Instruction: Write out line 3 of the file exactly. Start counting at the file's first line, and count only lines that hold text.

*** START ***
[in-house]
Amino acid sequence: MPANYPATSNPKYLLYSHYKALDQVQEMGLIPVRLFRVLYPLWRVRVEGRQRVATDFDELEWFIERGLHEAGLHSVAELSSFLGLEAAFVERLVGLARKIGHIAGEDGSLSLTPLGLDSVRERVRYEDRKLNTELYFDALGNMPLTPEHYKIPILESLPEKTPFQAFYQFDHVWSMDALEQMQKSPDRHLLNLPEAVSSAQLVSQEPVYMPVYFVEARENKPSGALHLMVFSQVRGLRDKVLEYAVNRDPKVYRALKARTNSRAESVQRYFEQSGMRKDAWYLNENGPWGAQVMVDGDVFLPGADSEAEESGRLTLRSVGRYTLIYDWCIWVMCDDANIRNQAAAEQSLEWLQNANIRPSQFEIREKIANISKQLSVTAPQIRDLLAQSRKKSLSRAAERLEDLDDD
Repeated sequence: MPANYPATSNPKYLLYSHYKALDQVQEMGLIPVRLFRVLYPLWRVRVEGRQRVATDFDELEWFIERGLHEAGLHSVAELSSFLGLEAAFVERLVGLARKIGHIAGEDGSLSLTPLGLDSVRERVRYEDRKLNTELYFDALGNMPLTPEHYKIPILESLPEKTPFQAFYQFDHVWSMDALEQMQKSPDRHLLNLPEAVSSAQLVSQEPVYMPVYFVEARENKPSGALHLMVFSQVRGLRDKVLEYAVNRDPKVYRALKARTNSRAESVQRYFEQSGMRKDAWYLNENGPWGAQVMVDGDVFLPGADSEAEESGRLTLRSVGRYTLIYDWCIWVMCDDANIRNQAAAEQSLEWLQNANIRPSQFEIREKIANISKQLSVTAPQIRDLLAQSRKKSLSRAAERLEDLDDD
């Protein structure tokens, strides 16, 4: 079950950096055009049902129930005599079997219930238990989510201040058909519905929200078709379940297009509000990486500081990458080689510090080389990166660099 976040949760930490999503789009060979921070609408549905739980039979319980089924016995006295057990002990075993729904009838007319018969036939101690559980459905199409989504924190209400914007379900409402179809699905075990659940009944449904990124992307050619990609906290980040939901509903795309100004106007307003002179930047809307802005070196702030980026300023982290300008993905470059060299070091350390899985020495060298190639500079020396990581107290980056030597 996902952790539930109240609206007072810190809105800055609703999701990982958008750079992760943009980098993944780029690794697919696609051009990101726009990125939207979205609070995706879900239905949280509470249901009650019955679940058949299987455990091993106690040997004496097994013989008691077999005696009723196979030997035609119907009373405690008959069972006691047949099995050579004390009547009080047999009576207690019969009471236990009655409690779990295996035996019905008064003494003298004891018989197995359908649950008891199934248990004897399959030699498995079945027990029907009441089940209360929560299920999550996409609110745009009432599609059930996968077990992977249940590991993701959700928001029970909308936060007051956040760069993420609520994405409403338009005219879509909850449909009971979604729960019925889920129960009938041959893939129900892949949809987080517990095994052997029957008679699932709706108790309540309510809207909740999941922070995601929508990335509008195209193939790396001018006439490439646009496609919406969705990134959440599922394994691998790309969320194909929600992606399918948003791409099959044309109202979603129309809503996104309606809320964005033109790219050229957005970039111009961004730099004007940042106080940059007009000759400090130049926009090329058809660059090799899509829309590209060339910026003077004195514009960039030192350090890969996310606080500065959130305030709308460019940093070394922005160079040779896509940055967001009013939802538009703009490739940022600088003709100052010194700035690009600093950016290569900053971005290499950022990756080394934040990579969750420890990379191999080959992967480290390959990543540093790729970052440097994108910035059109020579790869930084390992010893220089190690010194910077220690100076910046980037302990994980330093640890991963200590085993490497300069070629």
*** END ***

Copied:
Repeated sequence: MPANYPATSNPKYLLYSHYKALDQVQEMGLIPVRLFRVLYPLWRVRVEGRQRVATDFDELEWFIERGLHEAGLHSVAELSSFLGLEAAFVERLVGLARKIGHIAGEDGSLSLTPLGLDSVRERVRYEDRKLNTELYFDALGNMPLTPEHYKIPILESLPEKTPFQAFYQFDHVWSMDALEQMQKSPDRHLLNLPEAVSSAQLVSQEPVYMPVYFVEARENKPSGALHLMVFSQVRGLRDKVLEYAVNRDPKVYRALKARTNSRAESVQRYFEQSGMRKDAWYLNENGPWGAQVMVDGDVFLPGADSEAEESGRLTLRSVGRYTLIYDWCIWVMCDDANIRNQAAAEQSLEWLQNANIRPSQFEIREKIANISKQLSVTAPQIRDLLAQSRKKSLSRAAERLEDLDDD